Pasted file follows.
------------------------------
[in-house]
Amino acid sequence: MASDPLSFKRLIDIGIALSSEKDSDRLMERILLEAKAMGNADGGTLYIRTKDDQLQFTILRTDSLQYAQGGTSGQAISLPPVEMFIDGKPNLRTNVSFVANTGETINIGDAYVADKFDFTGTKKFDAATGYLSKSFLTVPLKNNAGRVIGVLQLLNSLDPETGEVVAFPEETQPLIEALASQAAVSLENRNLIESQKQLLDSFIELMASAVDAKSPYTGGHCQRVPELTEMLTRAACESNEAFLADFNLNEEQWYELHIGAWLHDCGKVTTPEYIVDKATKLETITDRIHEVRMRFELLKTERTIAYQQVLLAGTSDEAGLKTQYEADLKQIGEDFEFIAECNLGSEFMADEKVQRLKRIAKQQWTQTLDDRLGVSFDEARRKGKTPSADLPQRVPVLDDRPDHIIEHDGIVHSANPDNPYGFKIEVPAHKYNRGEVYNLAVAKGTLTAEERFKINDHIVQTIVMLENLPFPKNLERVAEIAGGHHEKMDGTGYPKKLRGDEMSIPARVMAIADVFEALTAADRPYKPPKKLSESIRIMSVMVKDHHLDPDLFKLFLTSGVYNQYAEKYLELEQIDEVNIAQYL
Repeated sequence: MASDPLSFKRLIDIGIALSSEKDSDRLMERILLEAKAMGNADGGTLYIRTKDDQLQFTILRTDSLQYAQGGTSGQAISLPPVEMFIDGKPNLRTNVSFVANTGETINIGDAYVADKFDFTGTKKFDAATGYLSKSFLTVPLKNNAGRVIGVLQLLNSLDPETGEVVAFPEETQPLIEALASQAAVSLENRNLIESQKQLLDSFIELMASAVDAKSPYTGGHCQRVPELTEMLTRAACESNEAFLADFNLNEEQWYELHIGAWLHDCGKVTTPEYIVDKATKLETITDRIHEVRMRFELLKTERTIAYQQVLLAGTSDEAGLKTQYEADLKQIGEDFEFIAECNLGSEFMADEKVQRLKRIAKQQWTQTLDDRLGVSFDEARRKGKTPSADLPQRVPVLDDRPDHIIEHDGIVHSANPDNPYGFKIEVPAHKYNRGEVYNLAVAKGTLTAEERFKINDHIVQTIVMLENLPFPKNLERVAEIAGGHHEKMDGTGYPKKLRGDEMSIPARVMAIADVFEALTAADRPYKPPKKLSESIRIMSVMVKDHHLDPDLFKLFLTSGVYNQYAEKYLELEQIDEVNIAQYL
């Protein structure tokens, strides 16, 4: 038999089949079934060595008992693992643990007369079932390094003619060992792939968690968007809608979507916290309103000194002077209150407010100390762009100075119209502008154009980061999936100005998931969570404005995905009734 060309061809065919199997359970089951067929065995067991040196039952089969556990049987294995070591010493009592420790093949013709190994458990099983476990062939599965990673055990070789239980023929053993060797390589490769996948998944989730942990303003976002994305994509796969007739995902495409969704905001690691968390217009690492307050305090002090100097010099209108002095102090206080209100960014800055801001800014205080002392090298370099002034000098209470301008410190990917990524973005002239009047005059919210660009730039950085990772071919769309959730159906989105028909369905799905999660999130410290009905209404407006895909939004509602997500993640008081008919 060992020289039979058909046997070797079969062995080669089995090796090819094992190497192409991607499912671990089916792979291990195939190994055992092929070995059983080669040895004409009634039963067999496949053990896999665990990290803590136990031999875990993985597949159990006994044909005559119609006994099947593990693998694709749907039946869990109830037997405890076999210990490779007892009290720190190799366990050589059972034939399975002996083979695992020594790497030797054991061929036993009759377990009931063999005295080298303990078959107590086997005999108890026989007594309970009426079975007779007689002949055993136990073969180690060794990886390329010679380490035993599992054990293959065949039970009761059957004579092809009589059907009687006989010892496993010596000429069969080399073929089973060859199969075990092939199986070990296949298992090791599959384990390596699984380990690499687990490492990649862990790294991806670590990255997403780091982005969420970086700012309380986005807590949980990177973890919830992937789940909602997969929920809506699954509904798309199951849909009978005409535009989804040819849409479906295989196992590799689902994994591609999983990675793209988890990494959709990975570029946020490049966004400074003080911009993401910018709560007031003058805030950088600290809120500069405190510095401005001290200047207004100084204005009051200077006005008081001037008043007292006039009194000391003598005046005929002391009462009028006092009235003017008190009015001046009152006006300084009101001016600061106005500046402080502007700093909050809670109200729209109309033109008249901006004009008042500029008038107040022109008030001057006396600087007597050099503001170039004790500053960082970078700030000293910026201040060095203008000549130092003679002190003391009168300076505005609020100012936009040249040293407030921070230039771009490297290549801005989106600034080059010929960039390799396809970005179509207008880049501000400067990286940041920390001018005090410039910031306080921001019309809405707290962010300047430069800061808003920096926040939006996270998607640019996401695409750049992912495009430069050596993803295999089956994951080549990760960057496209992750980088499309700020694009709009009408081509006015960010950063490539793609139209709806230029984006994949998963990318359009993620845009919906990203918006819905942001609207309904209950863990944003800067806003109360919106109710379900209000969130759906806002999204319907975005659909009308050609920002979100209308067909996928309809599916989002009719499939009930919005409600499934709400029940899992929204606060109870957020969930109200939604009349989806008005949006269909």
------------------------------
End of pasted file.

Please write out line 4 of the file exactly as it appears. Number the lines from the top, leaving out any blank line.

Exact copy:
């Protein structure tokens, strides 16, 4: 038999089949079934060595008992693992643990007369079932390094003619060992792939968690968007809608979507916290309103000194002077209150407010100390762009100075119209502008154009980061999936100005998931969570404005995905009734 060309061809065919199997359970089951067929065995067991040196039952089969556990049987294995070591010493009592420790093949013709190994458990099983476990062939599965990673055990070789239980023929053993060797390589490769996948998944989730942990303003976002994305994509796969007739995902495409969704905001690691968390217009690492307050305090002090100097010099209108002095102090206080209100960014800055801001800014205080002392090298370099002034000098209470301008410190990917990524973005002239009047005059919210660009730039950085990772071919769309959730159906989105028909369905799905999660999130410290009905209404407006895909939004509602997500993640008081008919 060992020289039979058909046997070797079969062995080669089995090796090819094992190497192409991607499912671990089916792979291990195939190994055992092929070995059983080669040895004409009634039963067999496949053990896999665990990290803590136990031999875990993985597949159990006994044909005559119609006994099947593990693998694709749907039946869990109830037997405890076999210990490779007892009290720190190799366990050589059972034939399975002996083979695992020594790497030797054991061929036993009759377990009931063999005295080298303990078959107590086997005999108890026989007594309970009426079975007779007689002949055993136990073969180690060794990886390329010679380490035993599992054990293959065949039970009761059957004579092809009589059907009687006989010892496993010596000429069969080399073929089973060859199969075990092939199986070990296949298992090791599959384990390596699984380990690499687990490492990649862990790294991806670590990255997403780091982005969420970086700012309380986005807590949980990177973890919830992937789940909602997969929920809506699954509904798309199951849909009978005409535009989804040819849409479906295989196992590799689902994994591609999983990675793209988890990494959709990975570029946020490049966004400074003080911009993401910018709560007031003058805030950088600290809120500069405190510095401005001290200047207004100084204005009051200077006005008081001037008043007292006039009194000391003598005046005929002391009462009028006092009235003017008190009015001046009152006006300084009101001016600061106005500046402080502007700093909050809670109200729209109309033109008249901006004009008042500029008038107040022109008030001057006396600087007597050099503001170039004790500053960082970078700030000293910026201040060095203008000549130092003679002190003391009168300076505005609020100012936009040249040293407030921070230039771009490297290549801005989106600034080059010929960039390799396809970005179509207008880049501000400067990286940041920390001018005090410039910031306080921001019309809405707290962010300047430069800061808003920096926040939006996270998607640019996401695409750049992912495009430069050596993803295999089956994951080549990760960057496209992750980088499309700020694009709009009408081509006015960010950063490539793609139209709806230029984006994949998963990318359009993620845009919906990203918006819905942001609207309904209950863990944003800067806003109360919106109710379900209000969130759906806002999204319907975005659909009308050609920002979100209308067909996928309809599916989002009719499939009930919005409600499934709400029940899992929204606060109870957020969930109200939604009349989806008005949006269909």